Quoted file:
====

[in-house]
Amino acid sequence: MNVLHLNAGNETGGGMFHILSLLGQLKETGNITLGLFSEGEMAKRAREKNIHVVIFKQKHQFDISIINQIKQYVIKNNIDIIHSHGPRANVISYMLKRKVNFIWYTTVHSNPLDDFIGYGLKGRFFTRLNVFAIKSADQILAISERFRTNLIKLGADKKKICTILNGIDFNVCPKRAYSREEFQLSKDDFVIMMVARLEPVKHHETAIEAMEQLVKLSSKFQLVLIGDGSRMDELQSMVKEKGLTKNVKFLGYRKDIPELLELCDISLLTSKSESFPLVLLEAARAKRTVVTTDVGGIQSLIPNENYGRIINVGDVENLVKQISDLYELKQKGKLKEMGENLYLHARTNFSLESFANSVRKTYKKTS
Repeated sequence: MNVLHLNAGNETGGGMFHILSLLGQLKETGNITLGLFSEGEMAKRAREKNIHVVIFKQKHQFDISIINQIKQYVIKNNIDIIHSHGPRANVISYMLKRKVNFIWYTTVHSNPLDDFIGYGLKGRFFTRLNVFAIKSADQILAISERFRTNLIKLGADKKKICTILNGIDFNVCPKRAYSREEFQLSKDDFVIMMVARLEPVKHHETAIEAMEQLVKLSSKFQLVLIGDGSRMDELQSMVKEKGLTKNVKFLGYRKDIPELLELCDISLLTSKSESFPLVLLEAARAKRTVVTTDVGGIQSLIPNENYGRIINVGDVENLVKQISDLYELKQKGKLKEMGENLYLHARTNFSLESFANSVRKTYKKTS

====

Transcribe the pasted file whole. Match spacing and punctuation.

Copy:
[in-house]
Amino acid sequence: MNVLHLNAGNETGGGMFHILSLLGQLKETGNITLGLFSEGEMAKRAREKNIHVVIFKQKHQFDISIINQIKQYVIKNNIDIIHSHGPRANVISYMLKRKVNFIWYTTVHSNPLDDFIGYGLKGRFFTRLNVFAIKSADQILAISERFRTNLIKLGADKKKICTILNGIDFNVCPKRAYSREEFQLSKDDFVIMMVARLEPVKHHETAIEAMEQLVKLSSKFQLVLIGDGSRMDELQSMVKEKGLTKNVKFLGYRKDIPELLELCDISLLTSKSESFPLVLLEAARAKRTVVTTDVGGIQSLIPNENYGRIINVGDVENLVKQISDLYELKQKGKLKEMGENLYLHARTNFSLESFANSVRKTYKKTS
Repeated sequence: MNVLHLNAGNETGGGMFHILSLLGQLKETGNITLGLFSEGEMAKRAREKNIHVVIFKQKHQFDISIINQIKQYVIKNNIDIIHSHGPRANVISYMLKRKVNFIWYTTVHSNPLDDFIGYGLKGRFFTRLNVFAIKSADQILAISERFRTNLIKLGADKKKICTILNGIDFNVCPKRAYSREEFQLSKDDFVIMMVARLEPVKHHETAIEAMEQLVKLSSKFQLVLIGDGSRMDELQSMVKEKGLTKNVKFLGYRKDIPELLELCDISLLTSKSESFPLVLLEAARAKRTVVTTDVGGIQSLIPNENYGRIINVGDVENLVKQISDLYELKQKGKLKEMGENLYLHARTNFSLESFANSVRKTYKKTS